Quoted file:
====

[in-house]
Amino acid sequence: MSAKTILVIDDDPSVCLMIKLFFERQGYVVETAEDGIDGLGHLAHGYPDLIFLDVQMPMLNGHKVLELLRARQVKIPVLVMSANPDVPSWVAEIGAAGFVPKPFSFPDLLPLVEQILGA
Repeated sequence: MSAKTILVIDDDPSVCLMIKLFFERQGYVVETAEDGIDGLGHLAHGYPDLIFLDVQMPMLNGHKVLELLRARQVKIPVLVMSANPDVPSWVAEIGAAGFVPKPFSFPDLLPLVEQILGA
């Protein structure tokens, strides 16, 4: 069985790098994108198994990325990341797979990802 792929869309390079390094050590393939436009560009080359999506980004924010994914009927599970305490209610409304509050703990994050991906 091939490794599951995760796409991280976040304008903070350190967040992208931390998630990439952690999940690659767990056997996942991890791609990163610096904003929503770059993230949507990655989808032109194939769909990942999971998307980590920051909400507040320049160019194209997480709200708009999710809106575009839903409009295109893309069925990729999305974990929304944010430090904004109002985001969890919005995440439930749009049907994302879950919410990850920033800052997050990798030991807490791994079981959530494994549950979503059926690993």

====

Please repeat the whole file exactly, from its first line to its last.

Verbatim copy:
[in-house]
Amino acid sequence: MSAKTILVIDDDPSVCLMIKLFFERQGYVVETAEDGIDGLGHLAHGYPDLIFLDVQMPMLNGHKVLELLRARQVKIPVLVMSANPDVPSWVAEIGAAGFVPKPFSFPDLLPLVEQILGA
Repeated sequence: MSAKTILVIDDDPSVCLMIKLFFERQGYVVETAEDGIDGLGHLAHGYPDLIFLDVQMPMLNGHKVLELLRARQVKIPVLVMSANPDVPSWVAEIGAAGFVPKPFSFPDLLPLVEQILGA
């Protein structure tokens, strides 16, 4: 069985790098994108198994990325990341797979990802 792929869309390079390094050590393939436009560009080359999506980004924010994914009927599970305490209610409304509050703990994050991906 091939490794599951995760796409991280976040304008903070350190967040992208931390998630990439952690999940690659767990056997996942991890791609990163610096904003929503770059993230949507990655989808032109194939769909990942999971998307980590920051909400507040320049160019194209997480709200708009999710809106575009839903409009295109893309069925990729999305974990929304944010430090904004109002985001969890919005995440439930749009049907994302879950919410990850920033800052997050990798030991807490791994079981959530494994549950979503059926690993």